eyond North Louisiana's traditional strengths as a manufacturing, oil/gas and agricultural hub, the region is nurturing an emerging technology sector that we call the "North Louisiana Innovation Corridor." The Innovation Corridor is a collection of high tech assets, which include technology companies and innovative programs, hosted by nine public educational institutions and private entities.
The assets within the North Louisiana Innovation Corridor generate the R&D, the intellectual capital, the venture capital, the entrepreneurial development, and the high tech labor force needed to nurture, sustain and grow technology companies.
Access to Research & Development
The exciting research that is happening at universities and colleges in the North Louisiana Innovation Corridor offers many opportunities for patents, partnerships and commercialization.
The Louisiana State University Health Sciences Center at Shreveport is conducting hundreds of bioscience research projects, including but not limited to, cancer, Alzheimer's, autism, Parkinson's disease and diabetes.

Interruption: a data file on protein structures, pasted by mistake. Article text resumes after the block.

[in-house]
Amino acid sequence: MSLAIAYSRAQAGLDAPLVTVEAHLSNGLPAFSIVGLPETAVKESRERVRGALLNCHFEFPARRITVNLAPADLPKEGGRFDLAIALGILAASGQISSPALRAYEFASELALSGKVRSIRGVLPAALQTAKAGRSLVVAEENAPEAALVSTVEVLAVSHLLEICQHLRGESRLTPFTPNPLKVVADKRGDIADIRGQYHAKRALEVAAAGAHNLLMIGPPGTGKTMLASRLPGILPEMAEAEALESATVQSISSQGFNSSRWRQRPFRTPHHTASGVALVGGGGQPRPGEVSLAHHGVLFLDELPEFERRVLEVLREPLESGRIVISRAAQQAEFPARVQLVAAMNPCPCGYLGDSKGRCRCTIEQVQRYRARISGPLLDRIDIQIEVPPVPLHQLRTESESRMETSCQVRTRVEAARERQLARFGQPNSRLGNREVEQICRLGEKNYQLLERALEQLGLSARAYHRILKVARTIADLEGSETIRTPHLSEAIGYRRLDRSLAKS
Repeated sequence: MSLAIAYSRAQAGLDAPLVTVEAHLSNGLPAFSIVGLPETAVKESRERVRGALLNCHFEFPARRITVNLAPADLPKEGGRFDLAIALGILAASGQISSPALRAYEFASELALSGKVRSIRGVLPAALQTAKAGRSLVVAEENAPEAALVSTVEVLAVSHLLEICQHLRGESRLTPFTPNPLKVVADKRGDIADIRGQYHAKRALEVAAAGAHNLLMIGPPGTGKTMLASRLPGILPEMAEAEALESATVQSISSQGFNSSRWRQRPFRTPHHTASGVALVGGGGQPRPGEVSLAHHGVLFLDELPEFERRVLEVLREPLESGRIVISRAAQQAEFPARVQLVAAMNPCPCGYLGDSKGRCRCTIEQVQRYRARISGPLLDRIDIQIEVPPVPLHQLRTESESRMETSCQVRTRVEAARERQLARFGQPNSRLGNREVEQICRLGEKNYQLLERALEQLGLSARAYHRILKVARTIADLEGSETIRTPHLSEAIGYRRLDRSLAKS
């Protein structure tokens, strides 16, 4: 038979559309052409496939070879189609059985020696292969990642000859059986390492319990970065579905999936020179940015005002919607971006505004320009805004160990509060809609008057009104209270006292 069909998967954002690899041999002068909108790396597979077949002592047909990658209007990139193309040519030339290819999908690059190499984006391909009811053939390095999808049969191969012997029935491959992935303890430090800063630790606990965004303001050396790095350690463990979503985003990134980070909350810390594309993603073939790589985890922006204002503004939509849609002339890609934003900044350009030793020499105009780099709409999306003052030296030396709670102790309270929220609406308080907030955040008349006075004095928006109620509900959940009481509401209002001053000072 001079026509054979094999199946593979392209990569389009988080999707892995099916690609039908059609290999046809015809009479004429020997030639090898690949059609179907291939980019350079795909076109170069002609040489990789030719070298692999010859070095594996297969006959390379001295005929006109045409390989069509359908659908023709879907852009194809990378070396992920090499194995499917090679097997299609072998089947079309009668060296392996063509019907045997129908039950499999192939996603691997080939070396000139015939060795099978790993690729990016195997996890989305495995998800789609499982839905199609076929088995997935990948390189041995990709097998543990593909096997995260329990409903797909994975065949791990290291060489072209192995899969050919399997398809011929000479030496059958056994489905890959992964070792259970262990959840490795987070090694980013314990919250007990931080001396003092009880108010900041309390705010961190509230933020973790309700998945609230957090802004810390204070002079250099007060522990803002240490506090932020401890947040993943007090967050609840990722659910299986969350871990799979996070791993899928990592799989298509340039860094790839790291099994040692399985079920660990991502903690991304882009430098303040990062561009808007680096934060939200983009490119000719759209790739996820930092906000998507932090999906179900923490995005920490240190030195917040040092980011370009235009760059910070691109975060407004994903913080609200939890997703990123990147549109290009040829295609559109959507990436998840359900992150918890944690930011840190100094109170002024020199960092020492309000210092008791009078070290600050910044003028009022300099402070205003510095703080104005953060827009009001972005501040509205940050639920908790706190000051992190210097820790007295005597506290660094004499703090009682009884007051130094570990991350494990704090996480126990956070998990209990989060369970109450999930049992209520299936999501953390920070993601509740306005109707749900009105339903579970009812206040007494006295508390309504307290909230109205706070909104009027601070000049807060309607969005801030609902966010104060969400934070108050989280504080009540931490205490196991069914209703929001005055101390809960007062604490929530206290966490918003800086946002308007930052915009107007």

The University of Louisiana at Monroe's College of Pharmacy, the state's only public pharmacy school, is investigating the development of nanoparticles for targeted drug delivery, cancer and Alzheimer's treatments and the early detection of prostate cancer. The College of Pharmacy often collaborates with pharmaceutical companies to develop new drug formulations.
Ranked third nationally in nanotechnology education, Louisiana Tech University's Institute for Micromanufacturing harnesses intellectual capital from faculty and students to develop cutting-edge technology and inventions. Research at Louisiana Tech produces five times the national average on report of inventions (ROI) per expenditures. License/option activity at Louisiana Tech has more than quadrupled over the past five years.
Nurturing High Tech Growth
As a unique collaboration between local and state governments, private industry and academia, the Cyber Innovation Center acts as a catalyst within the Innovation Corridor to foster a knowledge-based economy. CIC anchors a 3,000-acre National Cyber Research Park, aimed at accelerating technology transfer and fostering collaboration.